LOS ANGELES — A joint drug bust between Australian and U.S. authorities in mid-January resulted in a record 1.7 tons of methamphetamine being seized at Los Angeles/Long Beach seaport.
Customs and Border Protection announced the seizure of the three containers on Thursday, which were intended to be shipped to Australia before being searched on Jan. 11. The containers were filled with speakers “artfully” stuffed with the drugs.
In addition to the 3,810 pounds of meth, the shipment also contained 55.9 pounds of cocaine and 11.5 pounds of heroin. Australian officials said the total street value of the haul was $1.29 billion.
Australian police have arrested six people after what authorities say was the largest-ever single seizure of methamphetamine in the United States. Two of those arrested are Americans.
The Australian Federal Police and Victoria State police said those arrested in Australia on Thursday were tied to a US-based syndicate under investigation over the drugs.
Australian authorities said Friday the joint US-Australian operation had stopped “a tsunami of ice” from reaching Australia.
History of Methamphetamine:
Methamphetamine is not a new drug, although it has become more powerful in recent years as techniques for its manufacture have evolved.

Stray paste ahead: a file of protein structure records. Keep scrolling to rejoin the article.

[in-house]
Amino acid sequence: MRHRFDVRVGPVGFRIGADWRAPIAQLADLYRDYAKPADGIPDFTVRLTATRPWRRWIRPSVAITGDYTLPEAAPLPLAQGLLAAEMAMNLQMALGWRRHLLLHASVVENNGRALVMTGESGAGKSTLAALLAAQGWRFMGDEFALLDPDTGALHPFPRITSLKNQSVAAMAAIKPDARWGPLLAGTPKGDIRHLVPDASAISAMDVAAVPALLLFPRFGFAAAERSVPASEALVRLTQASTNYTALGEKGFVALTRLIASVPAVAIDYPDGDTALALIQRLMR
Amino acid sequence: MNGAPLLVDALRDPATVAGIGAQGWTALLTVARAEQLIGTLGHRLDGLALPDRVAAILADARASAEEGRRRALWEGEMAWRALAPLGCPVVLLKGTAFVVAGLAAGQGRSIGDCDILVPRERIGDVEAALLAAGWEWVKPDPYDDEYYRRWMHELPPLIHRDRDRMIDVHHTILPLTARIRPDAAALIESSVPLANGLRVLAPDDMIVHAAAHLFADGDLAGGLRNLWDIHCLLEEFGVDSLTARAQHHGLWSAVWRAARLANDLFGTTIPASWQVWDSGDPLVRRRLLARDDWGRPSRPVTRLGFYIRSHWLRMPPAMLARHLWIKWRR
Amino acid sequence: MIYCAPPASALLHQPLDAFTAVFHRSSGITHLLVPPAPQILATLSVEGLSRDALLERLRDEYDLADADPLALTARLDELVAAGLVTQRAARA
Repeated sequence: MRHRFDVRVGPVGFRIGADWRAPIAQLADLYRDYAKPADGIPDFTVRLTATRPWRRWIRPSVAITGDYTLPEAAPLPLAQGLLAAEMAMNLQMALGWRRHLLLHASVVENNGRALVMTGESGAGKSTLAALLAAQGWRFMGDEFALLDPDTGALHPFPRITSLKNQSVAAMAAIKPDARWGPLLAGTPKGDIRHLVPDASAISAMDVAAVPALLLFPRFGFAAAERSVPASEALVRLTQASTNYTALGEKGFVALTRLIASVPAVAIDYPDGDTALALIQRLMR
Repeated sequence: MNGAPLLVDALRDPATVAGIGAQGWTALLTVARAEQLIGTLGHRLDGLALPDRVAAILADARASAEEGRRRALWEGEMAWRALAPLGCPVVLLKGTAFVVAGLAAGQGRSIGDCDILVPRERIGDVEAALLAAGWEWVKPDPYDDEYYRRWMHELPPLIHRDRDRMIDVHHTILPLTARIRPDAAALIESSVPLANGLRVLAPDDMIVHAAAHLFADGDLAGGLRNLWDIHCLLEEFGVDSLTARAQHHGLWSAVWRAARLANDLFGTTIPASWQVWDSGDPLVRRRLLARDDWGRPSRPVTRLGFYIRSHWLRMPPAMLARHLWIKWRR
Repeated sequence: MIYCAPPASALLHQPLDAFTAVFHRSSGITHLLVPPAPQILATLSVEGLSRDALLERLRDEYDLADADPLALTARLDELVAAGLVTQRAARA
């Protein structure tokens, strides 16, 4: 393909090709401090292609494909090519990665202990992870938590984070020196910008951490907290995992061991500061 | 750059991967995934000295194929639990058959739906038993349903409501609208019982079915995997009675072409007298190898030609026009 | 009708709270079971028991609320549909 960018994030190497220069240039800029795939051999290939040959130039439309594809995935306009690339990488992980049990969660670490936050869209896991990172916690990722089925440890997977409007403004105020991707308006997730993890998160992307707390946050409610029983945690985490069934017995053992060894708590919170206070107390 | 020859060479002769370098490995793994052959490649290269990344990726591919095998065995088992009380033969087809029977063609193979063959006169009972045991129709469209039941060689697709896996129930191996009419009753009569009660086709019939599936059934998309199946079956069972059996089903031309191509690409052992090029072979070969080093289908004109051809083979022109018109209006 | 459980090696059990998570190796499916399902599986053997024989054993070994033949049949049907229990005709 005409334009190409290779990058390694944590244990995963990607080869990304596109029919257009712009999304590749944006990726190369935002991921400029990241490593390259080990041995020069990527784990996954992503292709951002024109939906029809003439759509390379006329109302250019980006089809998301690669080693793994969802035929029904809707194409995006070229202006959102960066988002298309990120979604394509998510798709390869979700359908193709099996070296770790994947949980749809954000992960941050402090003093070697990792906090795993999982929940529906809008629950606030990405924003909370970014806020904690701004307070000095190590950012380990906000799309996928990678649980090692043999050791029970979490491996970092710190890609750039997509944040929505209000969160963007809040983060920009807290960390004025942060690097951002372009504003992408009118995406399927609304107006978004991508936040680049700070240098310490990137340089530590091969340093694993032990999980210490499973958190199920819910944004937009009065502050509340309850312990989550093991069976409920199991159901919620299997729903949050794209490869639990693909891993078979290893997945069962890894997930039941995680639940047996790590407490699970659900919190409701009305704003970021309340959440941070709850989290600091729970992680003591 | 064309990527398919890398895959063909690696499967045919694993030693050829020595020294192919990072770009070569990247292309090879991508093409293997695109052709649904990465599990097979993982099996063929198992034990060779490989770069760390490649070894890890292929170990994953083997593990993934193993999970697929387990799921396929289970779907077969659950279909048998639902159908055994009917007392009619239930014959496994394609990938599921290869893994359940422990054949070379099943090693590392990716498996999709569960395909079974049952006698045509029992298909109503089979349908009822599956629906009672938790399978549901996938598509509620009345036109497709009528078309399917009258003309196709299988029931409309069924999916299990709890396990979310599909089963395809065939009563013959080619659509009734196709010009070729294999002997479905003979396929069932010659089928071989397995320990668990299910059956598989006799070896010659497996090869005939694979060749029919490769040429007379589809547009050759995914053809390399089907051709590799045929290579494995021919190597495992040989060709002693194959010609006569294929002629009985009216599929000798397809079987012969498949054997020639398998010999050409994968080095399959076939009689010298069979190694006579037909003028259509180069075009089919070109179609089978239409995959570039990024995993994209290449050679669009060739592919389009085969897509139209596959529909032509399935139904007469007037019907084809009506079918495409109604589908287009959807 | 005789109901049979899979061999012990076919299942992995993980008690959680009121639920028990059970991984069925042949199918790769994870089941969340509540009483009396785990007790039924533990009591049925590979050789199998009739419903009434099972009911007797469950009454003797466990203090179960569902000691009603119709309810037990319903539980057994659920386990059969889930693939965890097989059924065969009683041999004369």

Amphetamine was first made in 1887 in Germany and methamphetamine, more potent and easy to make, was developed in Japan in 1919. The crystalline powder was soluble in water, making it a perfect candidate for injection.
Methamphetamine went into wide use during World War II, when both sides used it to keep troops awake. High doses were given to Japanese Kamikaze pilots before their suicide missions. And after the war, methamphetamine abuse by injection reached epidemic proportions when supplies stored for military use became available to the Japanese public.
In the 1950s, methamphetamine was prescribed as a diet aid and to fight depression. Easily available, it was used as a nonmedical stimulant by college students, truck drivers and athletes and abuse of the drug spread.
This pattern changed markedly in the 1960s with the increased availability of injectable methamphetamine, worsening the abuse.
Then, in 1970, the US government made it illegal for most uses. After that, American motorcycle gangs controlled most of the production and distribution of the drug. Most users at the time lived in rural communities and could not afford the more expensive cocaine.
In the 1990s, Mexican drug trafficking organizations set up large laboratories in California. While these massive labs are able to generate fifty pounds of the substance in a single weekend, smaller private labs have sprung up in kitchens and apartments, earning the drug one of its names, “stove top.” From there it spread across the United States and into Europe, through the Czech Republic. Today, most of the drug available in Asia is produced in Thailand, Myanmar and China.
Both methamphetamine and dextromethamphetamine are illicitly trafficked and sold owing to their potential for recreational use. The highest prevalence of illegal methamphetamine use occurs in parts of Asia, Oceania, and in the United States, where racemic methamphetamine, levomethamphetamine, and dextromethamphetamine are classified as schedule II controlled substances. Levomethamphetamine is available as an over-the-counter (OTC) drug for use as an inhaled nasal decongestant in the United States.